• The Court noted the conduct of the Respondent in submitting only an omnibus & vague denial in the 'limited affidavit' and took in consideration that despite multiple opportunities being granted, there was still no-clarity as to the facts of the matter at hand. In this vein, the Hon'ble Supreme Court of India leaned on its judgement in Ram Jethmalani v. Union of India4 to enunciate that 'unless constitutional grounds exist, the State must not act in a manner that hinders the Court from rendering complete justice'.
  • To answer the main thrust of the Respondent's submission i.e., security concerns, the Court expressed that the State cannot pull-out the national security card and get a free pass every time. Furthermore, the Court without mincing words mentioned that the mere citation of national security by the State does not render the Court an onlooker.
  • In light of the above, the Court constituted a Technical Committee comprising of three members, including those who are experts in cyber security, digital forensics, networks and hardware, whose functioning will be overseen by Justice R.V. Raveendran, former Judge, Hon'ble Supreme Court of India, to conduct a detailed investigation and enquiry in the matter. The Court directed the matter to be listed after 8 weeks.

HSA Viewpoint

By bravely addressing the issue that touched upon the core of the human rights jurisprudence, the Hon'ble Supreme Court of India has emerged as the sole custodian of the fundamental and basic human rights of citizens of India.

The Court has outplayed the Government by disallowing the State from covering itself with the blanket of the national security regularly. The decision can be deemed to be regarded as a judgement which would have a significant impact as and when the question of unreasonable violation of the fundamental rights/privacy of the citizens by the State arises.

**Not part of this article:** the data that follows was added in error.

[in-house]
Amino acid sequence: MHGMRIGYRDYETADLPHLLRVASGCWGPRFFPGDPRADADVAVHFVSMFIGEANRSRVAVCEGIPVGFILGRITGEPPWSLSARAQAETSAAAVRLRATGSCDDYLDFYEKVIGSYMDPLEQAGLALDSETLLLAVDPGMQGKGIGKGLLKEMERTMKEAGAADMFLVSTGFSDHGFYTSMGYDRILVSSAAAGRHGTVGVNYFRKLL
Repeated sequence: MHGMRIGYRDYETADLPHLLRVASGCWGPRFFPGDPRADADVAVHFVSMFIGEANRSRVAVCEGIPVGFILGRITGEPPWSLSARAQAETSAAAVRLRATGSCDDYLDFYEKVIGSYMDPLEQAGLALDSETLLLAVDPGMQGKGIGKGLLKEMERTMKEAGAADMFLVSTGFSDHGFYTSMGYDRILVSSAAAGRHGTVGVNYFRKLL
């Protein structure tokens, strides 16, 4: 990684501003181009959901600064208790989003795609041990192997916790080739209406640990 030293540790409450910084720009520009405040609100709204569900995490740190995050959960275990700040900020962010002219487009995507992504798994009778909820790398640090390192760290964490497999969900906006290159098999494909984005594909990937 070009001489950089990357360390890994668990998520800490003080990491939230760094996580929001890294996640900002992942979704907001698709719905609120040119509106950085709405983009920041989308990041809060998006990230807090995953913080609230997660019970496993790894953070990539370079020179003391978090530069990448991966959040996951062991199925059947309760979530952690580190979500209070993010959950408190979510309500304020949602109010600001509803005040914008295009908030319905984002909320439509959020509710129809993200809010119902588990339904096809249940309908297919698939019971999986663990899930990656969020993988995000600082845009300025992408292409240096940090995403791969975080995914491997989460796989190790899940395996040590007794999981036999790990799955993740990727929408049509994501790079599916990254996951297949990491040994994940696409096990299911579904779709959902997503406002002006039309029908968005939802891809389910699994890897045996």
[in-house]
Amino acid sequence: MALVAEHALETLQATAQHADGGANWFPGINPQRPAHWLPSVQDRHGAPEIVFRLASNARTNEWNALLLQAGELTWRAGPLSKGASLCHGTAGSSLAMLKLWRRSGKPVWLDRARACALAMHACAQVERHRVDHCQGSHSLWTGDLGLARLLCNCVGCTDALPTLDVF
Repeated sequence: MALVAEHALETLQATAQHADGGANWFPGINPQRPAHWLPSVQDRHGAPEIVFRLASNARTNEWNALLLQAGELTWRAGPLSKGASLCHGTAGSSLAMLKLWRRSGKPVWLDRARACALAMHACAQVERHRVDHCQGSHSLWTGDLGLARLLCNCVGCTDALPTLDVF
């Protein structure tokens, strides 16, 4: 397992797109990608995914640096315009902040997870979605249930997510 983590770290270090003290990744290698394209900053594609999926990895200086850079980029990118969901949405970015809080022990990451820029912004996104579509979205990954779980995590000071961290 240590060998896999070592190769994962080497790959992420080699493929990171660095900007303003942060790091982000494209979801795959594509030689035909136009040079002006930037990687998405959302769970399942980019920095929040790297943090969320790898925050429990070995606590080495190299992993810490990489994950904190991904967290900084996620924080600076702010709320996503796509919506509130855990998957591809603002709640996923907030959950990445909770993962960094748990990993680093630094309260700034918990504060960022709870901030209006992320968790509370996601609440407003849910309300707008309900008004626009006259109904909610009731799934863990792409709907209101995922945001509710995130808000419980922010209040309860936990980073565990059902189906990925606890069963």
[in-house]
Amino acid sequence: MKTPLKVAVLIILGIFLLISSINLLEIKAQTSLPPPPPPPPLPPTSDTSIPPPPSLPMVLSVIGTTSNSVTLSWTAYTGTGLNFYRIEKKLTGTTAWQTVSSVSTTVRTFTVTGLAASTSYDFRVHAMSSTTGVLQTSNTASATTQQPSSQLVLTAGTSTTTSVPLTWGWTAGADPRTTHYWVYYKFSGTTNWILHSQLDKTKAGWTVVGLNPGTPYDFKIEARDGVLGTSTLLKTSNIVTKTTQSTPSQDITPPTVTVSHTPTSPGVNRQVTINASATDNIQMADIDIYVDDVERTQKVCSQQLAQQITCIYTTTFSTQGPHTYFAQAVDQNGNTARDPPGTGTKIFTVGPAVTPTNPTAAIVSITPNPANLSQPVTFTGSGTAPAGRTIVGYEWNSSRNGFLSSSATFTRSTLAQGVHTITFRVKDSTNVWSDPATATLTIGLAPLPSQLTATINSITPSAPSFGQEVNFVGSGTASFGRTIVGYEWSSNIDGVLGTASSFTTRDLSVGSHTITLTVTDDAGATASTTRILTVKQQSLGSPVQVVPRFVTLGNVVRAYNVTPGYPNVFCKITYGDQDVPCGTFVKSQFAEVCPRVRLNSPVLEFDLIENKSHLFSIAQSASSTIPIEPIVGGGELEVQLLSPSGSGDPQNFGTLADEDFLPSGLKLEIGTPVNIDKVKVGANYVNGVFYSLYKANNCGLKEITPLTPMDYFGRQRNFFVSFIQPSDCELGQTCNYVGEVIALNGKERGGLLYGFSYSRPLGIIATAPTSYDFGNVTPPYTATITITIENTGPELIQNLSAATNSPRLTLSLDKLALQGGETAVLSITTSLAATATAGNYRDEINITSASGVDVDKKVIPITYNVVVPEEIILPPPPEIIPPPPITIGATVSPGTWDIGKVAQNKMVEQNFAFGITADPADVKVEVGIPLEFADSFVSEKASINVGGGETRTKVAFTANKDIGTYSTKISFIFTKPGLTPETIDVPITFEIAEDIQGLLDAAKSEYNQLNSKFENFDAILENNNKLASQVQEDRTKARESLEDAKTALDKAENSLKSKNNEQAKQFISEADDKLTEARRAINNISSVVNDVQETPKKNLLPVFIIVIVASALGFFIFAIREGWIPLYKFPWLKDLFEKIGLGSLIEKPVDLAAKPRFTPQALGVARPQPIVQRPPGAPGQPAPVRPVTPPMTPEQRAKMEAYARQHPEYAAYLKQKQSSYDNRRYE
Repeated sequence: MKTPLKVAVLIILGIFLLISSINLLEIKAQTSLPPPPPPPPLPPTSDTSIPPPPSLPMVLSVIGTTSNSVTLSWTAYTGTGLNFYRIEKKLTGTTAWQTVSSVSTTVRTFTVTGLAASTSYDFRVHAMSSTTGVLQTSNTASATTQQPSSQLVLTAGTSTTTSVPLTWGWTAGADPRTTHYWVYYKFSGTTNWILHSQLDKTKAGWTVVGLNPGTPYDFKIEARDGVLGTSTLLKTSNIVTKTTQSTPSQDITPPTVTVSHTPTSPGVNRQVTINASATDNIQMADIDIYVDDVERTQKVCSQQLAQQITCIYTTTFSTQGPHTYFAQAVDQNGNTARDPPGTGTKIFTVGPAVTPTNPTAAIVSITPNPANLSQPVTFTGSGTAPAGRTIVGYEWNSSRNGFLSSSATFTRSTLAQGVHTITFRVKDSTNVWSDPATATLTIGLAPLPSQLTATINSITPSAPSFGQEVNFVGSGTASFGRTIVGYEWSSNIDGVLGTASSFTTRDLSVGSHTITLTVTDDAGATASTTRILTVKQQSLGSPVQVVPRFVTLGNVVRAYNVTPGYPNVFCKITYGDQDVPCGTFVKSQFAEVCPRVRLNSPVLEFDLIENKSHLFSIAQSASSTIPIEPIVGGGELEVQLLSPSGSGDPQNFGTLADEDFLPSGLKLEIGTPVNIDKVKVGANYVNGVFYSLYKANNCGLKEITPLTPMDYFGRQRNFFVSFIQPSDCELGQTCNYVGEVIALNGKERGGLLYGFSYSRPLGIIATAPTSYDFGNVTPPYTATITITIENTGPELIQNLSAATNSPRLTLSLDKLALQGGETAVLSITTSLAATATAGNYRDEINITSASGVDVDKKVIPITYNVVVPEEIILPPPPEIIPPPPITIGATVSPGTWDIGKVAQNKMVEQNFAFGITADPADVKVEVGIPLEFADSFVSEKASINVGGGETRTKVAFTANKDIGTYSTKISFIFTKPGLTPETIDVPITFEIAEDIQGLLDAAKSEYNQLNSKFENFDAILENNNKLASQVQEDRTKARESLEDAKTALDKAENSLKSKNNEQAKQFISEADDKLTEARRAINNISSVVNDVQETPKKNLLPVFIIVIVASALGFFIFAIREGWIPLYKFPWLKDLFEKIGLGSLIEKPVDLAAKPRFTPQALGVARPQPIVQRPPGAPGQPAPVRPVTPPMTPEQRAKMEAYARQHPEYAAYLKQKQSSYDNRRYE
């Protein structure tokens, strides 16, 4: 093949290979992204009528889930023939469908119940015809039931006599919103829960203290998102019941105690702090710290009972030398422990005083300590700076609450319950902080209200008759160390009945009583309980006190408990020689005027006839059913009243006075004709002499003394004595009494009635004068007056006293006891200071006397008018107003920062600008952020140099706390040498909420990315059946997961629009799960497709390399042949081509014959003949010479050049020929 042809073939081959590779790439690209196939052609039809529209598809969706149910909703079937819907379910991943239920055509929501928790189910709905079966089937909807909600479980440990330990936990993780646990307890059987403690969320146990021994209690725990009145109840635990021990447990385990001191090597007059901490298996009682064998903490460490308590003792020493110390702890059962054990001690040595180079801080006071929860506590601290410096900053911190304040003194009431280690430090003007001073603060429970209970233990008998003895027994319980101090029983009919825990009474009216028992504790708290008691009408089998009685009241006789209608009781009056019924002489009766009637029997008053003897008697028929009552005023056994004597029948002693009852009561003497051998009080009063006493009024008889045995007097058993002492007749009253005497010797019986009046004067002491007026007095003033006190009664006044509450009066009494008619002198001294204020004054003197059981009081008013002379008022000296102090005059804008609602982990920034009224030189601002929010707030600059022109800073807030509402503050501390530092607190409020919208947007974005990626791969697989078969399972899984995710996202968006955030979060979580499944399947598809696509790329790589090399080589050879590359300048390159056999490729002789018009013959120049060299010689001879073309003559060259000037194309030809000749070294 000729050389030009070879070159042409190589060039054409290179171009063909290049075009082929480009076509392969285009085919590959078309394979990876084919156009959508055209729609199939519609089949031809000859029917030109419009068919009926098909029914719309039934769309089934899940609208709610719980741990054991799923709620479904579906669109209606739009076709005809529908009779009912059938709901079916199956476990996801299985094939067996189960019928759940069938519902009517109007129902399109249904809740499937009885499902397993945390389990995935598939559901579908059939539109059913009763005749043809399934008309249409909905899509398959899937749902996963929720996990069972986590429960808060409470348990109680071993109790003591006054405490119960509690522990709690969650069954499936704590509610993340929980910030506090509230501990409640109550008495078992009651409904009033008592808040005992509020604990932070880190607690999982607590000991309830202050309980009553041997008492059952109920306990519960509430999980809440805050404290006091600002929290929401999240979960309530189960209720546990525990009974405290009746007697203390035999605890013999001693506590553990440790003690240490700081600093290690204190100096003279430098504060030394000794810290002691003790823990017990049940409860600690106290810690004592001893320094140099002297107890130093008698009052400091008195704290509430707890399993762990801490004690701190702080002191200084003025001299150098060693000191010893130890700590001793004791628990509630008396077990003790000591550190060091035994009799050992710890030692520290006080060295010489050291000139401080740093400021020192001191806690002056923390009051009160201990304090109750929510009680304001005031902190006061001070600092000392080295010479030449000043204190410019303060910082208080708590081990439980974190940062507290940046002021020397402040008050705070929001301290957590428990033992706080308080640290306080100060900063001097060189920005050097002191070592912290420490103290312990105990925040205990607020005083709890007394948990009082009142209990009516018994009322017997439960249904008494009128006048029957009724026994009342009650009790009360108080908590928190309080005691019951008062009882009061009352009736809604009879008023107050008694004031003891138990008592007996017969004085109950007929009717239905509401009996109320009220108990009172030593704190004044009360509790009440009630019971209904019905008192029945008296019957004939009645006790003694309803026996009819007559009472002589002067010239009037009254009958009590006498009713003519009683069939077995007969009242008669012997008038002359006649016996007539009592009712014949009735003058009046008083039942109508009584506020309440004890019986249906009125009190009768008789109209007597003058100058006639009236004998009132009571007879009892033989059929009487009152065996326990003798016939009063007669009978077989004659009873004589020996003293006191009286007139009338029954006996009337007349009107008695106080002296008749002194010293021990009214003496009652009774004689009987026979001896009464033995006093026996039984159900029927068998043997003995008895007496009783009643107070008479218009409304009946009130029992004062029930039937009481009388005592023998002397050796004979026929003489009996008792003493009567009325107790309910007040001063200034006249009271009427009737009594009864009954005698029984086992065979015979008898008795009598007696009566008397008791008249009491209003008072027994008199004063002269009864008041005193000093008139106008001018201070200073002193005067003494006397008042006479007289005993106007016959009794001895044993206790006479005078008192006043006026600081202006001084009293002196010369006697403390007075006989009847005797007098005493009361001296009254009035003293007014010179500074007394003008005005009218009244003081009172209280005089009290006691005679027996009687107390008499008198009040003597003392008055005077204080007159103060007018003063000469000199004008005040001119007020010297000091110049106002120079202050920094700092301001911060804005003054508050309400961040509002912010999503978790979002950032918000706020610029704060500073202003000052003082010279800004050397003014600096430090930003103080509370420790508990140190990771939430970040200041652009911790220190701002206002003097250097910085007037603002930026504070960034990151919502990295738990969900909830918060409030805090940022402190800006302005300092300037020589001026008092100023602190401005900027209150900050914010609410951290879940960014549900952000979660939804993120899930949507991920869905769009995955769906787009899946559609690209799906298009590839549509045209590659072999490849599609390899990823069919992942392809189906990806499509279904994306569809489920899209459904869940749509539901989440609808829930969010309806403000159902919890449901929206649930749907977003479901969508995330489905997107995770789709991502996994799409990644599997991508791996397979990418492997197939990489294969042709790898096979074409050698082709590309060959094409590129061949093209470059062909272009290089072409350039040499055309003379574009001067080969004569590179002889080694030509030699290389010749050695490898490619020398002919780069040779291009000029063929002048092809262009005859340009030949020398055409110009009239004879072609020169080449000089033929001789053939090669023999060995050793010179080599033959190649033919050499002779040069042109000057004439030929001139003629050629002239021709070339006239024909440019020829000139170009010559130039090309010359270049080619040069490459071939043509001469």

Adisri Commercial Pvt Ltd & Anr v. RBI & Ors

Writ Petition (L) No. 22872 of 2021

Background facts

  • On October 01, 2021 the Reserve Bank of India (RBI) while exercising its power under Section 45IE of the Reserve Bank of India Act, 1934 (RBI Act) passed an Order superseding the board of directors of Srei Infrastructure Finance Limited (SIFL) and Srei Equipment Finance Limited (SEFL) and appointed Mr. Rajneesh Sharma as the Administrator (Impugned Order).
  • The RBI also issued a press release dated October 04, 2021, wherein it was stated that RBI intends to shortly initiate the process of resolution of SIFL and SEFL under the IBC and would make an application to the NCLT for appointment of the Administrator as the IRP.
  • Aggrieved by the Impugned Order and the press release, Adisri Commercial Private Limited along with Mr. Hemant Kanoria, the former director of SIFL and SEFL (Petitioners) filed a Writ Petition under Article 226 of the Constitution of India against RBI and others before the Hon'ble High Court of Bombay seeking to quash the Impugned Order and the press release issued by the RBI.
  • The Petitioners contended that since the Impugned Order was issued abruptly and in extreme haste, it is arbitrary in nature and would have a chilling effect on the investment proposals and the future of the two NBFCs. Hence, it was contended that there is no proximate cause for issuance of the Impugned Order.
  • On the contrary, the Respondents argued that the Impugned Order and the press release was issued only after the stay by the NCLT was vacated by the NCLAT. It was also contended that SIFL and SEFL have not complied with RBI directions for a long time and have defaulted in their payment obligations to the creditors, leading to a complete financial mismanagement and thus requiring the RBI to step-in in discharge of its statutory obligations.


1 (2017) 10 SCC 1

2 Daniel J. Solove, Nothing to hide: The False Trade-Off Between Privacy and Security (2011)

3 (2020) 3 SCC 637

4 (2011) 8 SCC 1